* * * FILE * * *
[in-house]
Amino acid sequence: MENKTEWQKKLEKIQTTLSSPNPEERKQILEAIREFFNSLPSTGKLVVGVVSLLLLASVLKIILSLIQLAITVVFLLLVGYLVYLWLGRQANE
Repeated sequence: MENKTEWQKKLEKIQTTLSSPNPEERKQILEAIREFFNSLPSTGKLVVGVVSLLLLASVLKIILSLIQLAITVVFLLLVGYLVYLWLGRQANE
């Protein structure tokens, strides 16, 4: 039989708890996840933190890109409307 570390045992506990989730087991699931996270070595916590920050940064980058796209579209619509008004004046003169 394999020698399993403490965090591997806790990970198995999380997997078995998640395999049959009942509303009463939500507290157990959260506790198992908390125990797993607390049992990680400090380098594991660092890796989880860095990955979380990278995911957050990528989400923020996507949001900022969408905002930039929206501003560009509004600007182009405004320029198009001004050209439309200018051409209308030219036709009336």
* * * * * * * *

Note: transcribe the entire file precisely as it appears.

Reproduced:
[in-house]
Amino acid sequence: MENKTEWQKKLEKIQTTLSSPNPEERKQILEAIREFFNSLPSTGKLVVGVVSLLLLASVLKIILSLIQLAITVVFLLLVGYLVYLWLGRQANE
Repeated sequence: MENKTEWQKKLEKIQTTLSSPNPEERKQILEAIREFFNSLPSTGKLVVGVVSLLLLASVLKIILSLIQLAITVVFLLLVGYLVYLWLGRQANE
């Protein structure tokens, strides 16, 4: 039989708890996840933190890109409307 570390045992506990989730087991699931996270070595916590920050940064980058796209579209619509008004004046003169 394999020698399993403490965090591997806790990970198995999380997997078995998640395999049959009942509303009463939500507290157990959260506790198992908390125990797993607390049992990680400090380098594991660092890796989880860095990955979380990278995911957050990528989400923020996507949001900022969408905002930039929206501003560009509004600007182009405004320029198009001004050209439309200018051409209308030219036709009336």